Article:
One of the toughest issues I find facilitating a web design course is when to introduce ideas and experiences as the course progresses. It’s such an individual thing… inevitably some learners feel overwhelmed and others get bored… I mean there’s so many factors such as prior learning, motivation, how much effort we apply out-of-class, how deep we look into a topic when we learn etc.
Our class is at the stage now where some of us have already completed our 2nd project – a small (3 page) website (including css layout, uploading, validating and running simple performance tests) – and are keen to get stuck into the next project – a real client project. In the past, running a client project so early in the course has introduced some struggles for Genie, Jude and I facilitating the course… if you’ve got any ideas, please share them!
The facilitator’s main struggle
Getting people interested (and therefore learning) in the critical non-coding aspects of web-design is one of my main struggles. I facilitate workshops in Information Architecture – trying to motivate leaners to see how important this area is – but no matter what I do, IA just doesn’t cut it next to photoshop’ing an image or cutting a new CSS design.
Because of this, when we then begin our first client project, we begin by coding up a prototype of what we think will work – without even waiting to look at the results of client and user surveys. In the past, the result has been that we don’t get to experience a realistic web design process because we all inevitably skip essential tasks that we don’t think are so important.
This then makes it pretty difficult for the facilitators to assess these skills or even encourage them in the next project… with the result that we have to assess these skills in a less-than-realistic scenario.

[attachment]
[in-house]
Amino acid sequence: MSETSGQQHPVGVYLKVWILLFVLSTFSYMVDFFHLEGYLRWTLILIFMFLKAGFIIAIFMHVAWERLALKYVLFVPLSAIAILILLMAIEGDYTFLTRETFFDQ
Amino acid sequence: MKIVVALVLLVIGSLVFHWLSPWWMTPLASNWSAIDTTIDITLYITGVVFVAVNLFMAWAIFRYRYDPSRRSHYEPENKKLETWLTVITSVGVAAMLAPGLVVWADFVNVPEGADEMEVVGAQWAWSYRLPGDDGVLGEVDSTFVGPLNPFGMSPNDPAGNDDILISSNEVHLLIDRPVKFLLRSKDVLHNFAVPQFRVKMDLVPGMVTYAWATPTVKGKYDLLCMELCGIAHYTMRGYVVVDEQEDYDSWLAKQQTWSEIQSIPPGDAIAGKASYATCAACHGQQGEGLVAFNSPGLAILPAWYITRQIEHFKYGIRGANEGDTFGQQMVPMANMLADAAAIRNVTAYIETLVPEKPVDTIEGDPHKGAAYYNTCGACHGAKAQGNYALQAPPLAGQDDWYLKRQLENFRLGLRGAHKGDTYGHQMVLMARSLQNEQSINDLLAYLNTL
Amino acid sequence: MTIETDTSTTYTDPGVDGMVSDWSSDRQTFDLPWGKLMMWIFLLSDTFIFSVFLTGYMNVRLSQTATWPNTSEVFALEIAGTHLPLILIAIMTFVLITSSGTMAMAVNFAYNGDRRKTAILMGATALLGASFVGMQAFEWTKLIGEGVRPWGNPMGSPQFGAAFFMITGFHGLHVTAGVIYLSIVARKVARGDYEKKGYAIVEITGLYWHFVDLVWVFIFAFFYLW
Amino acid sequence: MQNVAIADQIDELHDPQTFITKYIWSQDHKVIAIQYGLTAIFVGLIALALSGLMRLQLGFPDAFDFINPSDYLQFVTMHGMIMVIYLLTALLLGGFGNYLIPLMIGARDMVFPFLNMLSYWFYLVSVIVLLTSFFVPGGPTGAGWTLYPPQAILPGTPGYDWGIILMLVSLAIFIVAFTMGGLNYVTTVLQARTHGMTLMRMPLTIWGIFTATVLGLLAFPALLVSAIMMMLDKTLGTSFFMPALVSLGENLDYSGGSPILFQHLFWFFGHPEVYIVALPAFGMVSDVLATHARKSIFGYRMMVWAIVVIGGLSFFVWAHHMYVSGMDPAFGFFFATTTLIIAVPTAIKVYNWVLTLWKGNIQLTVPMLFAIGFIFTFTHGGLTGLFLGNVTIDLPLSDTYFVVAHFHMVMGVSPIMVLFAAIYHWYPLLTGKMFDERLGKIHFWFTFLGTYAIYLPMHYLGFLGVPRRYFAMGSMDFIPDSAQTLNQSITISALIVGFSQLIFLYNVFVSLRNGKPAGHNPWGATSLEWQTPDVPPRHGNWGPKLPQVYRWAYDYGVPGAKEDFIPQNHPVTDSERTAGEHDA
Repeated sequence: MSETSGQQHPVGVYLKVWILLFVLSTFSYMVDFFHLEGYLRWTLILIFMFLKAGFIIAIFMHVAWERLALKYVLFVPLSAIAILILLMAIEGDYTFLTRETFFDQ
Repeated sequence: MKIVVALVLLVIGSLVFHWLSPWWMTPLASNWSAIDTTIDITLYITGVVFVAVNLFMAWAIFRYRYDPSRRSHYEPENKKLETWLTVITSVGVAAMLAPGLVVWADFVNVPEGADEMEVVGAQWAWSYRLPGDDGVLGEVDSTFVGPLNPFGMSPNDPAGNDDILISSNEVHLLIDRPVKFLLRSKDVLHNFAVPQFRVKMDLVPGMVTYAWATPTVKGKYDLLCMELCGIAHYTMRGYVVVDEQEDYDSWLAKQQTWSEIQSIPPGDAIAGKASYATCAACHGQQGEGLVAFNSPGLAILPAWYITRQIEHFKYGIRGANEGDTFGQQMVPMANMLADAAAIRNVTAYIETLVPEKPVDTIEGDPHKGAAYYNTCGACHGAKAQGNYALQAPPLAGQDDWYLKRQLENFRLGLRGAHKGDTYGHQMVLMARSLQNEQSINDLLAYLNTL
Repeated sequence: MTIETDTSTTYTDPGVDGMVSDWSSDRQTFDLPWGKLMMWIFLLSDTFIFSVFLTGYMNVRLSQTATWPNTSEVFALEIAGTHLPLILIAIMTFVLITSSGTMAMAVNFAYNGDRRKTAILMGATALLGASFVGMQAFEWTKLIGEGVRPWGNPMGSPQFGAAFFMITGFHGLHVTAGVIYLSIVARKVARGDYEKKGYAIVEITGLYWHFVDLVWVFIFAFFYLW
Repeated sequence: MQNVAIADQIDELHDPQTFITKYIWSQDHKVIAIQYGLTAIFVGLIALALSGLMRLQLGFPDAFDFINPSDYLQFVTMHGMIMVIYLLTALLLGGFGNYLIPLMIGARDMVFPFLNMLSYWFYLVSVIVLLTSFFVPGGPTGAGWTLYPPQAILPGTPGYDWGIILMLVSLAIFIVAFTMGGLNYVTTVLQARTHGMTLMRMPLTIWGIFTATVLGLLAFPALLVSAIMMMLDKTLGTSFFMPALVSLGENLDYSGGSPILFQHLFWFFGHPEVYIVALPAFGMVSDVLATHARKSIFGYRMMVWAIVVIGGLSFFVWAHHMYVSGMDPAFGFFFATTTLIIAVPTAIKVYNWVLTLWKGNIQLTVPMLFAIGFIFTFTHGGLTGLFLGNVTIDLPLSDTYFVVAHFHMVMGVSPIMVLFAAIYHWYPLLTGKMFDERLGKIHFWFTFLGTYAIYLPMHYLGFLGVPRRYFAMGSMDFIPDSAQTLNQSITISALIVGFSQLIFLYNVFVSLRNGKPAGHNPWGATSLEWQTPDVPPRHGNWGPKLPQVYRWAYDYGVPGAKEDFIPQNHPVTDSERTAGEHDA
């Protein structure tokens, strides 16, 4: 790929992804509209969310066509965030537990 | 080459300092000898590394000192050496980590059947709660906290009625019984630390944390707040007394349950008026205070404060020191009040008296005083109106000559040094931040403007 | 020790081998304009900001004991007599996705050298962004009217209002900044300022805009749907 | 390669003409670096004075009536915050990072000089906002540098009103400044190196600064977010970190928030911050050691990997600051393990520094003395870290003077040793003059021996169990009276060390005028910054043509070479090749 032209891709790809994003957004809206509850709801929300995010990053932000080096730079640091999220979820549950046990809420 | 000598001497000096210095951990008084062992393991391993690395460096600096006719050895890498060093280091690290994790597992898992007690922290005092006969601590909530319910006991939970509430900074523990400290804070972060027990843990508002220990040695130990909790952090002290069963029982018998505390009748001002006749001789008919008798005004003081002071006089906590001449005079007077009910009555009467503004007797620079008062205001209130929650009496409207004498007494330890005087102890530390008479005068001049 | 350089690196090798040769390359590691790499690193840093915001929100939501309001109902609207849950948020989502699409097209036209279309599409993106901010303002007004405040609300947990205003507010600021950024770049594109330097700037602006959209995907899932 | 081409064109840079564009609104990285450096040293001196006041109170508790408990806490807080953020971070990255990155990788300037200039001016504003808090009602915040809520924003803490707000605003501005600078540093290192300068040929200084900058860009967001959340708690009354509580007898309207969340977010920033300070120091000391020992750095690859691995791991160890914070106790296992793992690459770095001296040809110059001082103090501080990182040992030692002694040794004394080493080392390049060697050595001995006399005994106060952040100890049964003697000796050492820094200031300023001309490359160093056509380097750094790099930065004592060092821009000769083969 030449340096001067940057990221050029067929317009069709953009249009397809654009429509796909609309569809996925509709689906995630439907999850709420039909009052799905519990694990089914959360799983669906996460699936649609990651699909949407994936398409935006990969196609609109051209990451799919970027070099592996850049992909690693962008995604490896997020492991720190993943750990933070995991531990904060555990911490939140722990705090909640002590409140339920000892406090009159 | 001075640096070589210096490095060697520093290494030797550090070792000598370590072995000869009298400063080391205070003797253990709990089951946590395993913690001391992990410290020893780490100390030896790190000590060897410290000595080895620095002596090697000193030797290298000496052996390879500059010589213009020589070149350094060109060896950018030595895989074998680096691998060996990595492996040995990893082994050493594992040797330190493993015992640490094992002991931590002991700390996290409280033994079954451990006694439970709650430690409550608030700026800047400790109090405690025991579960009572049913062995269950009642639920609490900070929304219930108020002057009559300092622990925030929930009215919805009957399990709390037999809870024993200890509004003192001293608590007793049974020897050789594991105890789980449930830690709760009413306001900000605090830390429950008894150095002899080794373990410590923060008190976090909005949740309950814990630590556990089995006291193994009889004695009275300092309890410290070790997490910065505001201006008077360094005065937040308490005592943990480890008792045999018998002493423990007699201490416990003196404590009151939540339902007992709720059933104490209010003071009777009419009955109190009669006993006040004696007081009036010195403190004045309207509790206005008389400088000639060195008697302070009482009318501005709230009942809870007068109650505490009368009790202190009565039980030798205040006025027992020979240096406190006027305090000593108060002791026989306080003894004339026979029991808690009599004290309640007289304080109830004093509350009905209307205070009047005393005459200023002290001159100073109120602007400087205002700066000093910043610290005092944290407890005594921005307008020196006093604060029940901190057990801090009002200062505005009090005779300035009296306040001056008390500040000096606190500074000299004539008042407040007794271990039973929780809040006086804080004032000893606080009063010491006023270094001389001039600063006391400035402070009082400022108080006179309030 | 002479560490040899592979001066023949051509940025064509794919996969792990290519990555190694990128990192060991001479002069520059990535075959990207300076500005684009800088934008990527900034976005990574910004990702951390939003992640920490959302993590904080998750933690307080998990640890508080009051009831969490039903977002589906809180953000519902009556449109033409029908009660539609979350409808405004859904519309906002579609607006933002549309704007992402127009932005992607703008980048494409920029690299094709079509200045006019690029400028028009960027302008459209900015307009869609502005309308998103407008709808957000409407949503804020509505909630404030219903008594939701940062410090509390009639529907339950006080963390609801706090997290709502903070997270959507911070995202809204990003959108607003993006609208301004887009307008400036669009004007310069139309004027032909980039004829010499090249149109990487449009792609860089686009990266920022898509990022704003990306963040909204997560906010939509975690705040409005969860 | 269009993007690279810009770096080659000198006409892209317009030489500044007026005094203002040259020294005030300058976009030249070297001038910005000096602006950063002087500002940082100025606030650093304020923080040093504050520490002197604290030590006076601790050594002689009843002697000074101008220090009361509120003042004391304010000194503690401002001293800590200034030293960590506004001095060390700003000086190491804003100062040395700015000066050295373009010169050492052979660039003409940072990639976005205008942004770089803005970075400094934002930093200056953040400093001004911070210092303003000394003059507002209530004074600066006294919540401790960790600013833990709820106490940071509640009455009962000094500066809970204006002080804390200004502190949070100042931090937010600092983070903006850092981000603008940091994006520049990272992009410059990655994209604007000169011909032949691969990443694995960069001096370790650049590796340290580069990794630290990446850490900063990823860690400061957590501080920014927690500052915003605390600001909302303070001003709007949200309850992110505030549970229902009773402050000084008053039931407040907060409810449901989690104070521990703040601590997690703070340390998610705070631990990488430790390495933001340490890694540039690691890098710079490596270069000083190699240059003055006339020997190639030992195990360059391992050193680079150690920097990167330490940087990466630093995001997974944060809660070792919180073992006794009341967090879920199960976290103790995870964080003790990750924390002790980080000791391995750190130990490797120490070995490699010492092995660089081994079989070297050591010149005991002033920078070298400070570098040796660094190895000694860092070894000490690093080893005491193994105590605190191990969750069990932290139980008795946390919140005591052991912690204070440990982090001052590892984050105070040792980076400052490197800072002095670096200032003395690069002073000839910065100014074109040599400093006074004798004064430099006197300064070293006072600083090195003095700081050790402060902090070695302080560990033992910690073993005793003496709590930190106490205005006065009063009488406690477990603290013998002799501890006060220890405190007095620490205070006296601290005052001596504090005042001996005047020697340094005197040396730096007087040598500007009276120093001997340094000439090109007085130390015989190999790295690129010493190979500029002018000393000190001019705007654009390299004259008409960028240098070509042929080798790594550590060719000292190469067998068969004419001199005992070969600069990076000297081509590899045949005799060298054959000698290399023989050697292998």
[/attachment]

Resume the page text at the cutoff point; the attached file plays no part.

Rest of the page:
So in the past, the option of starting a client project early on has not helped most learners to learn the other essential aspects of Web Design. But at the same time, working on a real project early on does provides an incredible amount of motivation for applying our coding skills. So the question I’ve been asking myself is: how can we use a client project early on in the process to build our coding skills as well as introduce and build on other essential aspects of web design?
A scaffolded Client Project
One thought I’ve been mulling over the past few days is to start a client project with those learners who are ready, but with a lot more “scaffolding” to guide learners step-by-step through the complete process (we have been scaffolding projects to some degree after reflecting on our web design course last year, but I guess I’m thinking about a step-by-step process through the first client project). This would allow those learners who are keen to develop a real client project to do exactly that, while ensuring that a whole web design process is experienced. At the same time, it will require a commitment from learners to completing all the details (such as client surveys, user testing etc) and not just doing the coding!
Ideally learners would work in groups of 2 or 3, perhaps using the more experienced people in class as consultants on their projects. If there are a number of learners who, after completing their small (3 page) website don’t feel confident to take on a real client, I’m confident we can work out a scenario project and simulate the communication aspects. After all, we’ll still be learning from each others projects throughout the whole process.
The project “scaffolding” would be provided through the facilitators, but using the excellent resources created by current professionals, such as the excellent book Web ReDesign 2.0 – Workflow that works and others. In our class we might follow the workflow outlined in the book begininning with Phase 1: Define the Project, and I’d have an expectation that we’d be committed to completing each Phase as we go and not just jumping straight into the “fun” bits :)
If you’ve got an ideas or criticisms, or have tried something similar, please let me know.
If you’re a learner in our class who’s ready to start your third-project and you think this is a great idea, feel free to get started right away! Pair up with someone in class (even if you both choose to do a project each, it will still be worth pairing up and commit to work together). On Thursday we can talk about some options for client projects. I’ll be working on a handout/post to provide some scaffolding for Phase 1 of our projects, but until then, if you’ve already got a client project in mind, you can certainly get started putting together your own Client Survey (based on resources above from Web ReDesign 2.0 – Workflow that works or from the WebStyleGuide that Kevin linked to, or any other source that you’ve found).